Once again, to those journalists and all the legal eagles correctly pointing out that no laws are being broken by any of this, the public has one thing to say:

Big deal.

Yeah, so it's likely no laws are technically being broken. But the spirit of campaign finance and bribery laws is being trashed thoroughly. Of course the voters are not alone in knowing this has been the case for some time.

Back in 2014, many of the same Democrats who are now defending the Bidens now were decrying the indirect influence lobbyists and corporations were gaining by paying off politicians' relatives. It would be great if they had the intellectual honesty to be just as outraged by the very appearance of impropriety in the Biden case as they appear to be in response to everything they don't like about President Trump.

There should be plenty of room for outrage over the deals, legal or not, that Hunter Biden made with foreign-owned companies and whatever President Trump and his aides have done to bring this story into the spotlight. In other words, there's plenty of room to be angry at both the Bidens and President Trump over this entire matter.

Uncharted territory

And, there's plenty of bipartisan reasons to highlight this issue. They include the fact that President Trump's children continue to run his many businesses while he's in office. The opportunities to curry undue influence via those business connections are infinite and uncharted territory in U.S. history.

But partisan political hacks are making sure to couch it in an "us vs. them" lens alone.

The pressure to show only selective outrage is abundantly clear on the Democratic campaign trail. For example, Senator Elizabeth Warren would seem to be in the perfect position to make a persuasive argument for herself based on this story.

She even has an anti-corruption plan she began pushing just as this Ukraine corruption story began to break. But when asked whether that very anti-corruption would allow a vice president's son to make the business deals Hunter Biden did,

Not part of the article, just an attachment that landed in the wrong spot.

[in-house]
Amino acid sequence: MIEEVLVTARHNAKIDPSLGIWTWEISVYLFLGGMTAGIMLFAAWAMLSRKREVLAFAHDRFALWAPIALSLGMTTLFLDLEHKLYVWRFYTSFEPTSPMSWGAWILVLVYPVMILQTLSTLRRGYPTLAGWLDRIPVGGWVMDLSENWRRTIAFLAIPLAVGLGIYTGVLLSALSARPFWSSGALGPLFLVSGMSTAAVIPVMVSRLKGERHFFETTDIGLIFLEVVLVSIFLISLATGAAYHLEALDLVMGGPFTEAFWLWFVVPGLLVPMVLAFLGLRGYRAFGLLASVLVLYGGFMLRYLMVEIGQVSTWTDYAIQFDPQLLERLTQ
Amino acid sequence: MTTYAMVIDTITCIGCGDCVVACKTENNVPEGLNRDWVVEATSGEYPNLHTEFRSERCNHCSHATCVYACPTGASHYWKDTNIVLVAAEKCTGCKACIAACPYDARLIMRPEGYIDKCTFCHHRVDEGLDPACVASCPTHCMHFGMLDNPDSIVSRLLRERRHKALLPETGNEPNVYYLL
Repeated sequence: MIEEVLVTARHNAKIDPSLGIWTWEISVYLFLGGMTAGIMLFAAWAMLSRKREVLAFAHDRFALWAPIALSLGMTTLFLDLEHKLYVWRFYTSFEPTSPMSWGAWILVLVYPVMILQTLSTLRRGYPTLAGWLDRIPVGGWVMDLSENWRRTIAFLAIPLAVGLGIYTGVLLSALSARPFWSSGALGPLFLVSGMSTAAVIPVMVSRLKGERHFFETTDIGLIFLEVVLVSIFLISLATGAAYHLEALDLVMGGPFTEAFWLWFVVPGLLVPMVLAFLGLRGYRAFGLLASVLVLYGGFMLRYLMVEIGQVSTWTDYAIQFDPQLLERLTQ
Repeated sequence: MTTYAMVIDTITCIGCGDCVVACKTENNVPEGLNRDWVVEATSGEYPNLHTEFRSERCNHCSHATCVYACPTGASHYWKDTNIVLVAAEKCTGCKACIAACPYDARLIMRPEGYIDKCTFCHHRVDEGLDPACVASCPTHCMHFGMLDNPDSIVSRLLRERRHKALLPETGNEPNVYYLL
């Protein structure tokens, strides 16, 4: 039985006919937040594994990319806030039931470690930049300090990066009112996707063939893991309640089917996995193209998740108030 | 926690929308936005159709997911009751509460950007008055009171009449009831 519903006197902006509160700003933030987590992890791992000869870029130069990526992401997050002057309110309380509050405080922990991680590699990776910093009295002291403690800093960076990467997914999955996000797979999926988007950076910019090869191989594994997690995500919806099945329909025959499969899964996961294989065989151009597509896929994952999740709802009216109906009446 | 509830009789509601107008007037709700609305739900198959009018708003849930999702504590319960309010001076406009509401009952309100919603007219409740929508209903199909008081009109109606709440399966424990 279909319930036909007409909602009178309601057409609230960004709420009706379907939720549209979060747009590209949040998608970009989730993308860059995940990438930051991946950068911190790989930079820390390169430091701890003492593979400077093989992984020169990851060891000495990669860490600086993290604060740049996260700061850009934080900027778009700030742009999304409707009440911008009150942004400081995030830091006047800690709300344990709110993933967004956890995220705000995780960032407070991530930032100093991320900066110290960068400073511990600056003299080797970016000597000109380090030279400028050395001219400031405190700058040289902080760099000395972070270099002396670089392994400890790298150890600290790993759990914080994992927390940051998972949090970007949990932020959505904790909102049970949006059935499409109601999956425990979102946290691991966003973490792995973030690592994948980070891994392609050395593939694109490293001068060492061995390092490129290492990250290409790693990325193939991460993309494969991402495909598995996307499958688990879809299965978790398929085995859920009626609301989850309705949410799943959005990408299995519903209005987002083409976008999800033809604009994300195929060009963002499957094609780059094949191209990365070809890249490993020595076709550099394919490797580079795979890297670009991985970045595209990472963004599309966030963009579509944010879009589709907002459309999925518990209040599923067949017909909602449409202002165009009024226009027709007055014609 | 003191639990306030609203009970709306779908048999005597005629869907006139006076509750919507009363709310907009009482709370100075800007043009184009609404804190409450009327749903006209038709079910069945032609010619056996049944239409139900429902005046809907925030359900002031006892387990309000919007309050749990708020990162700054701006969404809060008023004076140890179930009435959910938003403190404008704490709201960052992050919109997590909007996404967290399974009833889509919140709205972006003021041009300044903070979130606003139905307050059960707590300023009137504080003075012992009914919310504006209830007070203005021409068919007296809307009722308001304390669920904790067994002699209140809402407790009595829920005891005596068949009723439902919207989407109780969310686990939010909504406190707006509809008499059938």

Really? Warren's campaign handlers should know that any plan that doesn't forbid what Hunter Biden was doing isn't worth implementing. They should also know that any candidate who can't be sure if his or her plan bans it doesn't have the assertiveness to win a tough primary fight or a general election. Outrage works in elections, just ask 2016 Trump campaign staffers how much outrage over illegal immigration helped them win the GOP primaries.

But the Biden story brings up an even more enduring question that transcends the Trump presidency and goes right to the heart of government itself. If the existing federal campaign finance and lobbying laws have only encouraged our current more insidious forms of buying influence, what more can new laws be expected to do? The unintended consequences and clever workarounds people can find to find new and inventive ways to get their cash into the politicians' hands will likely never end.

So once again, this is really a job for the fairest journalists out there who can find a way to shine a light on these cozy arrangements on both sides of the political aisle. The avalanche of money falling into American politics to gain influence and power is nothing new, and this is not the time to ignore it just because many of us may not like the messenger.

Jake Novak is a political and economic analyst at Jake Novak News and former CNBC TV producer. You can follow him on Twitter @jakejakeny.